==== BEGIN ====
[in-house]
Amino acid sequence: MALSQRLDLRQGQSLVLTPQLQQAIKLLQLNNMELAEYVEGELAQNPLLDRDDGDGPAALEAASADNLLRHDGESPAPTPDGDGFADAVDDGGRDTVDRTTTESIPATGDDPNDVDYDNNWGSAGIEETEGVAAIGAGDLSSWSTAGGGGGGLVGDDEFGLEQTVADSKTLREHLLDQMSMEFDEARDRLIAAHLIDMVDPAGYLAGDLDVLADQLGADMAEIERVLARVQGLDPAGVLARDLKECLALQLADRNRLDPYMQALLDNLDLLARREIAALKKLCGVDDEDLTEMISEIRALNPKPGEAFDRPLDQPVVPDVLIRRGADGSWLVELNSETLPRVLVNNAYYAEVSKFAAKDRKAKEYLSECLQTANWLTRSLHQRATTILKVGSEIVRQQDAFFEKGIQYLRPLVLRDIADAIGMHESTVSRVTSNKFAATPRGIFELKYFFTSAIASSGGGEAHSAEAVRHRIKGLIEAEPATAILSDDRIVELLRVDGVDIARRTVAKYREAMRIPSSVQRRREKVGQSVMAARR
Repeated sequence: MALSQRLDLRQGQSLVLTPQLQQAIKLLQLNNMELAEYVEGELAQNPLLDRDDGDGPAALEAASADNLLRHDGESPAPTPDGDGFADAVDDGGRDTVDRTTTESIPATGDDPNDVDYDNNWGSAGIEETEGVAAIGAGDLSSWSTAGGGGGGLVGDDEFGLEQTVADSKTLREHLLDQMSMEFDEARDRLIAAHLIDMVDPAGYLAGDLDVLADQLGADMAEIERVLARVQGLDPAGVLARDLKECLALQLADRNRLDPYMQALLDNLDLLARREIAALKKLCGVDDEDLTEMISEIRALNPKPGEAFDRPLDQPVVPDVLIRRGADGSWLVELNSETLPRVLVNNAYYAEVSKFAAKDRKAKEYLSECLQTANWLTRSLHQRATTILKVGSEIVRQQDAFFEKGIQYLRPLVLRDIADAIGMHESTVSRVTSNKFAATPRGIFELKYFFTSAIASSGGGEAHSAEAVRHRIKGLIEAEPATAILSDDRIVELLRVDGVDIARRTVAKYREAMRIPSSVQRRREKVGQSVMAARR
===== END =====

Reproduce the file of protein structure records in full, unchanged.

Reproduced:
[in-house]
Amino acid sequence: MALSQRLDLRQGQSLVLTPQLQQAIKLLQLNNMELAEYVEGELAQNPLLDRDDGDGPAALEAASADNLLRHDGESPAPTPDGDGFADAVDDGGRDTVDRTTTESIPATGDDPNDVDYDNNWGSAGIEETEGVAAIGAGDLSSWSTAGGGGGGLVGDDEFGLEQTVADSKTLREHLLDQMSMEFDEARDRLIAAHLIDMVDPAGYLAGDLDVLADQLGADMAEIERVLARVQGLDPAGVLARDLKECLALQLADRNRLDPYMQALLDNLDLLARREIAALKKLCGVDDEDLTEMISEIRALNPKPGEAFDRPLDQPVVPDVLIRRGADGSWLVELNSETLPRVLVNNAYYAEVSKFAAKDRKAKEYLSECLQTANWLTRSLHQRATTILKVGSEIVRQQDAFFEKGIQYLRPLVLRDIADAIGMHESTVSRVTSNKFAATPRGIFELKYFFTSAIASSGGGEAHSAEAVRHRIKGLIEAEPATAILSDDRIVELLRVDGVDIARRTVAKYREAMRIPSSVQRRREKVGQSVMAARR
Repeated sequence: MALSQRLDLRQGQSLVLTPQLQQAIKLLQLNNMELAEYVEGELAQNPLLDRDDGDGPAALEAASADNLLRHDGESPAPTPDGDGFADAVDDGGRDTVDRTTTESIPATGDDPNDVDYDNNWGSAGIEETEGVAAIGAGDLSSWSTAGGGGGGLVGDDEFGLEQTVADSKTLREHLLDQMSMEFDEARDRLIAAHLIDMVDPAGYLAGDLDVLADQLGADMAEIERVLARVQGLDPAGVLARDLKECLALQLADRNRLDPYMQALLDNLDLLARREIAALKKLCGVDDEDLTEMISEIRALNPKPGEAFDRPLDQPVVPDVLIRRGADGSWLVELNSETLPRVLVNNAYYAEVSKFAAKDRKAKEYLSECLQTANWLTRSLHQRATTILKVGSEIVRQQDAFFEKGIQYLRPLVLRDIADAIGMHESTVSRVTSNKFAATPRGIFELKYFFTSAIASSGGGEAHSAEAVRHRIKGLIEAEPATAILSDDRIVELLRVDGVDIARRTVAKYREAMRIPSSVQRRREKVGQSVMAARR